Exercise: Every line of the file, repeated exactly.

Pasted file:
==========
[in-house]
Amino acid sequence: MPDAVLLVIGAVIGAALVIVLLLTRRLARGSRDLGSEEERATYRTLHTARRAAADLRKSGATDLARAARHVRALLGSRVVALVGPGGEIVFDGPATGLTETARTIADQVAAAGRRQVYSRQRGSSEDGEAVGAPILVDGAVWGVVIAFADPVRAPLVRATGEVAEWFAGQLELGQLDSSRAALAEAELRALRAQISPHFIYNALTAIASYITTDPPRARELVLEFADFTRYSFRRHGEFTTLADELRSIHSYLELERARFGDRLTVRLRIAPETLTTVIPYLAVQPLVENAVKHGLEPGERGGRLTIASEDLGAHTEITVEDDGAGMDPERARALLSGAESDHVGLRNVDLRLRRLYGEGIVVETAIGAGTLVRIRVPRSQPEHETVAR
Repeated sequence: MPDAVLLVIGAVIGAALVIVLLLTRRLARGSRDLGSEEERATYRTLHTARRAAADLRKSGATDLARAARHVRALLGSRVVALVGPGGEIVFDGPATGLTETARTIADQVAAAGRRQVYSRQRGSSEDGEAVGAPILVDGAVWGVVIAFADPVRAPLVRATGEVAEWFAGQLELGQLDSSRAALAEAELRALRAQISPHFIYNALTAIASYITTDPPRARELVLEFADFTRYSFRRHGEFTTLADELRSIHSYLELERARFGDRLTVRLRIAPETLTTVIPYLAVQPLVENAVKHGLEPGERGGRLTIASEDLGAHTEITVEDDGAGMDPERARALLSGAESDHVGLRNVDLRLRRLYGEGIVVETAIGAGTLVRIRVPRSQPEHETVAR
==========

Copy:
[in-house]
Amino acid sequence: MPDAVLLVIGAVIGAALVIVLLLTRRLARGSRDLGSEEERATYRTLHTARRAAADLRKSGATDLARAARHVRALLGSRVVALVGPGGEIVFDGPATGLTETARTIADQVAAAGRRQVYSRQRGSSEDGEAVGAPILVDGAVWGVVIAFADPVRAPLVRATGEVAEWFAGQLELGQLDSSRAALAEAELRALRAQISPHFIYNALTAIASYITTDPPRARELVLEFADFTRYSFRRHGEFTTLADELRSIHSYLELERARFGDRLTVRLRIAPETLTTVIPYLAVQPLVENAVKHGLEPGERGGRLTIASEDLGAHTEITVEDDGAGMDPERARALLSGAESDHVGLRNVDLRLRRLYGEGIVVETAIGAGTLVRIRVPRSQPEHETVAR
Repeated sequence: MPDAVLLVIGAVIGAALVIVLLLTRRLARGSRDLGSEEERATYRTLHTARRAAADLRKSGATDLARAARHVRALLGSRVVALVGPGGEIVFDGPATGLTETARTIADQVAAAGRRQVYSRQRGSSEDGEAVGAPILVDGAVWGVVIAFADPVRAPLVRATGEVAEWFAGQLELGQLDSSRAALAEAELRALRAQISPHFIYNALTAIASYITTDPPRARELVLEFADFTRYSFRRHGEFTTLADELRSIHSYLELERARFGDRLTVRLRIAPETLTTVIPYLAVQPLVENAVKHGLEPGERGGRLTIASEDLGAHTEITVEDDGAGMDPERARALLSGAESDHVGLRNVDLRLRRLYGEGIVVETAIGAGTLVRIRVPRSQPEHETVAR